A new financial crime guide released today will help businesses to combat Australia’s illegal wildlife trafficking trade by identifying, targeting and reporting suspicious financial activity.
The financial crime guide - developed by AUSTRAC’s public-private partnership the Fintel Alliance with the Department of Agriculture, Water and Environment – draws on intelligence collected from known instances of wildlife trafficking operations.
The guide aims to educate the businesses AUSTRAC regulates on how illegal wildlife trafficking operates, the ways it can be detected by suspicious financial activity and when they should report to AUSTRAC.
The illegal wildlife trade is big business for organised criminal syndicates, generating revenues of up to $23 billion a year globally.
In Australia, native reptiles are overwhelmingly the most trafficked Australian native live animal. International black-market prices for Australian reptiles can be more than 28 times the domestic price of native lizards, selling for AUD$1000 – $20,000 when illegally trafficked compared to $100 - $400 when sold legally.
AUSTRAC’s Chief Executive Officer, Nicole Rose PSM said organised criminals use services provided by financial institutions to move and disguise illicit funds, so the private sector has a crucial role to play in stopping the cruel and illegal trade in trafficking Australia’s animals.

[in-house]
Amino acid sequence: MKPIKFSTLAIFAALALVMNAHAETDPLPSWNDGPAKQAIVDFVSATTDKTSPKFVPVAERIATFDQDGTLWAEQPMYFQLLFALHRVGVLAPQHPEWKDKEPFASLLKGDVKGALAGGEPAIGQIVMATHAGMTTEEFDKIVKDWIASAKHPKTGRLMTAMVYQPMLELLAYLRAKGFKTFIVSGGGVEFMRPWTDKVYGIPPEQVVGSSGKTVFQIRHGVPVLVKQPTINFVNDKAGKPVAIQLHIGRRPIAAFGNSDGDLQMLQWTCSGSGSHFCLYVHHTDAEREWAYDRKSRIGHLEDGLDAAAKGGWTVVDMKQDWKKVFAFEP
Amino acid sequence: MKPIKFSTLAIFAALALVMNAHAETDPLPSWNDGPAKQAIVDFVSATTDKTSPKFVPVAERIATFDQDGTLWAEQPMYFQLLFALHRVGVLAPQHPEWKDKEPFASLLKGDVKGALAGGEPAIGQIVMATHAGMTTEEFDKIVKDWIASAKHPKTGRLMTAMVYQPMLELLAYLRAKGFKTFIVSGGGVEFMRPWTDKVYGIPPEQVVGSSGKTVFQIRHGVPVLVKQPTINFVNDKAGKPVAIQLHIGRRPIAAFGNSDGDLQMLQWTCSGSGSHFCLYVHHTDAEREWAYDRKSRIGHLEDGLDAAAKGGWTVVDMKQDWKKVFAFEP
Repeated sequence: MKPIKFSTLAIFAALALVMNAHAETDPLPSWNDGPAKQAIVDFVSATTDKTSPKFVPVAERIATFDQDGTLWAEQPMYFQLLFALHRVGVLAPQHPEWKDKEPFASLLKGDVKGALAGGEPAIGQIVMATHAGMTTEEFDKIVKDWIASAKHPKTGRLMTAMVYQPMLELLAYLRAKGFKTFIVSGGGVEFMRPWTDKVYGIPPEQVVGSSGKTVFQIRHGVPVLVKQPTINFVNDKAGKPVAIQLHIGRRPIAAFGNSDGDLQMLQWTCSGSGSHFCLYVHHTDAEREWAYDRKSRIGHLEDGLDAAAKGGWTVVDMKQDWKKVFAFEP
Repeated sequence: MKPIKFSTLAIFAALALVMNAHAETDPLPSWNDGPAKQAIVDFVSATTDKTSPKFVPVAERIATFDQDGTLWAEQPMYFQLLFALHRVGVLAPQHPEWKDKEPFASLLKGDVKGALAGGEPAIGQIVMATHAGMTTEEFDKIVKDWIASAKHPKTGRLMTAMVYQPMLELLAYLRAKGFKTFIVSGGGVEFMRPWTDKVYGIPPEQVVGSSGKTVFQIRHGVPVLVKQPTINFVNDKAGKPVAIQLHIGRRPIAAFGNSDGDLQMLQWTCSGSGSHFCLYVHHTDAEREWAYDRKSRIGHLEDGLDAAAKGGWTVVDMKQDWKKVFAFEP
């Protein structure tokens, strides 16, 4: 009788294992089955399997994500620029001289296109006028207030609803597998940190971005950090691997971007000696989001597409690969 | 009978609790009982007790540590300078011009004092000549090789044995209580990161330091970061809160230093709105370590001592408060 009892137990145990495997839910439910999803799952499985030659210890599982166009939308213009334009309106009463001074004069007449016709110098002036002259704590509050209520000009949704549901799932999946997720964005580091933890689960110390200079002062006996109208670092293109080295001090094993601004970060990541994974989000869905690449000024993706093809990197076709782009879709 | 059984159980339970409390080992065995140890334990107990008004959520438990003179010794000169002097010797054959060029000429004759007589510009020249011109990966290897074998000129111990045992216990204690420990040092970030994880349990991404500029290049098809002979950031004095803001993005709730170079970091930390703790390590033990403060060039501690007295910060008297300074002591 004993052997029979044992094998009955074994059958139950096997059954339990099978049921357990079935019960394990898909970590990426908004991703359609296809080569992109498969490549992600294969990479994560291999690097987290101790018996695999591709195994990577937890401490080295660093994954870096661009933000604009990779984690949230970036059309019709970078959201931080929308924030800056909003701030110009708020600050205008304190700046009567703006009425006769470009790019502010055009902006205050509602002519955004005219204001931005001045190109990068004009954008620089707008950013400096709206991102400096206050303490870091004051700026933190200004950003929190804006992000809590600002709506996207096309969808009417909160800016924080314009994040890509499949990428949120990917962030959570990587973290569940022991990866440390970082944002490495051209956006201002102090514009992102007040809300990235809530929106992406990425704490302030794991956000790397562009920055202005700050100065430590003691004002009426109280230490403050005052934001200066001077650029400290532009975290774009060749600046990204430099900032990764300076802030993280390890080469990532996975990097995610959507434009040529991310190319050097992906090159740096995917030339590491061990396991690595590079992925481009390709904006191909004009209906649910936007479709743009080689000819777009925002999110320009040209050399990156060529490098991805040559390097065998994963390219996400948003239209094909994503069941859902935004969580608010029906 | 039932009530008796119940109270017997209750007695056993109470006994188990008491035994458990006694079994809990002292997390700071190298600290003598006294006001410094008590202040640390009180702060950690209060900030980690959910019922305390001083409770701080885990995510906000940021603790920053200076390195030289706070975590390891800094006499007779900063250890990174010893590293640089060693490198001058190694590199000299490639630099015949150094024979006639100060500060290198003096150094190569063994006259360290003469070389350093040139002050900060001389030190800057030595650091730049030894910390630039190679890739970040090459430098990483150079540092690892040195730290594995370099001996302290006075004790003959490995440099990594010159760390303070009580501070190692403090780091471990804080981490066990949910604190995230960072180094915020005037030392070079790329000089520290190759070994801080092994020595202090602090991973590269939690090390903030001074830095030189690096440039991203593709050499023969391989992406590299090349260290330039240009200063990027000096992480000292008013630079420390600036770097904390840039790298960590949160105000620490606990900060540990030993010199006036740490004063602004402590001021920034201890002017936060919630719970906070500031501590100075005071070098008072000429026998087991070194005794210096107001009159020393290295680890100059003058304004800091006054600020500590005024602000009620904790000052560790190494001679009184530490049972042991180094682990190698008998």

“The illegal wildlife trade is another avenue for criminal syndicates to seek profit, this time at the expense of our wildlife, with animals transported in inhumane conditions that are often fatal. These traffickers are also often involved in other organised criminal activities that impact our community, such as identity and financial fraud,” Ms Rose said.
Australia’s Chief Environmental Biosecurity Officer, Ian Thompson said collaboration with AUSTRAC and law enforcement partners is critical to disrupting this cruel and illegal activity.
“The expert financial intelligence and insights provided by the financial industry, AUSTRAC and Fintel Alliance partners have significantly enhanced our ability to detect, understand and respond to organised criminal activity impacting on Australia’s unique wildlife.”